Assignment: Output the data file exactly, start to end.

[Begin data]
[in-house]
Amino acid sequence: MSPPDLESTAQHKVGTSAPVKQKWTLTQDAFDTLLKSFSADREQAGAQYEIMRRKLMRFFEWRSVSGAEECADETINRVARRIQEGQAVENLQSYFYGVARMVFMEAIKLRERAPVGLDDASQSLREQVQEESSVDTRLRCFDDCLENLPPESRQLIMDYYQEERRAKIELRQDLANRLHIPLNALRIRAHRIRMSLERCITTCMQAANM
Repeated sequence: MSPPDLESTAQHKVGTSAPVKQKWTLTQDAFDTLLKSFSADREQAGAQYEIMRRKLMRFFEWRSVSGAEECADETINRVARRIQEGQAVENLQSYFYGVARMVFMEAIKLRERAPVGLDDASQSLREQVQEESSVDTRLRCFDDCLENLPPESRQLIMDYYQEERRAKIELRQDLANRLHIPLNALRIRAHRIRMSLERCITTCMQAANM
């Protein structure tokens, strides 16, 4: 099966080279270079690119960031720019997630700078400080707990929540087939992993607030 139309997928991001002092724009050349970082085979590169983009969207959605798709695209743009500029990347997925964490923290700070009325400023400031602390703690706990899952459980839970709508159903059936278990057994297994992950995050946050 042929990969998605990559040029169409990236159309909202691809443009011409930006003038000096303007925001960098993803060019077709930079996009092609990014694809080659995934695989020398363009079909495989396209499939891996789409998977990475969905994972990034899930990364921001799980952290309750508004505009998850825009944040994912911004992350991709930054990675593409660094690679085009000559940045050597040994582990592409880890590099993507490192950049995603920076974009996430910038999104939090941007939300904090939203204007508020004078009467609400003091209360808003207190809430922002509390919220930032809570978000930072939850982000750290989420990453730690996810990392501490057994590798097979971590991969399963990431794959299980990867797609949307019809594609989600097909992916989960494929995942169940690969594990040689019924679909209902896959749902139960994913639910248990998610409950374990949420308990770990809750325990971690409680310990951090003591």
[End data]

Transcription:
[in-house]
Amino acid sequence: MSPPDLESTAQHKVGTSAPVKQKWTLTQDAFDTLLKSFSADREQAGAQYEIMRRKLMRFFEWRSVSGAEECADETINRVARRIQEGQAVENLQSYFYGVARMVFMEAIKLRERAPVGLDDASQSLREQVQEESSVDTRLRCFDDCLENLPPESRQLIMDYYQEERRAKIELRQDLANRLHIPLNALRIRAHRIRMSLERCITTCMQAANM
Repeated sequence: MSPPDLESTAQHKVGTSAPVKQKWTLTQDAFDTLLKSFSADREQAGAQYEIMRRKLMRFFEWRSVSGAEECADETINRVARRIQEGQAVENLQSYFYGVARMVFMEAIKLRERAPVGLDDASQSLREQVQEESSVDTRLRCFDDCLENLPPESRQLIMDYYQEERRAKIELRQDLANRLHIPLNALRIRAHRIRMSLERCITTCMQAANM
């Protein structure tokens, strides 16, 4: 099966080279270079690119960031720019997630700078400080707990929540087939992993607030 139309997928991001002092724009050349970082085979590169983009969207959605798709695209743009500029990347997925964490923290700070009325400023400031602390703690706990899952459980839970709508159903059936278990057994297994992950995050946050 042929990969998605990559040029169409990236159309909202691809443009011409930006003038000096303007925001960098993803060019077709930079996009092609990014694809080659995934695989020398363009079909495989396209499939891996789409998977990475969905994972990034899930990364921001799980952290309750508004505009998850825009944040994912911004992350991709930054990675593409660094690679085009000559940045050597040994582990592409880890590099993507490192950049995603920076974009996430910038999104939090941007939300904090939203204007508020004078009467609400003091209360808003207190809430922002509390919220930032809570978000930072939850982000750290989420990453730690996810990392501490057994590798097979971590991969399963990431794959299980990867797609949307019809594609989600097909992916989960494929995942169940690969594990040689019924679909209902896959749902139960994913639910248990998610409950374990949420308990770990809750325990971690409680310990951090003591």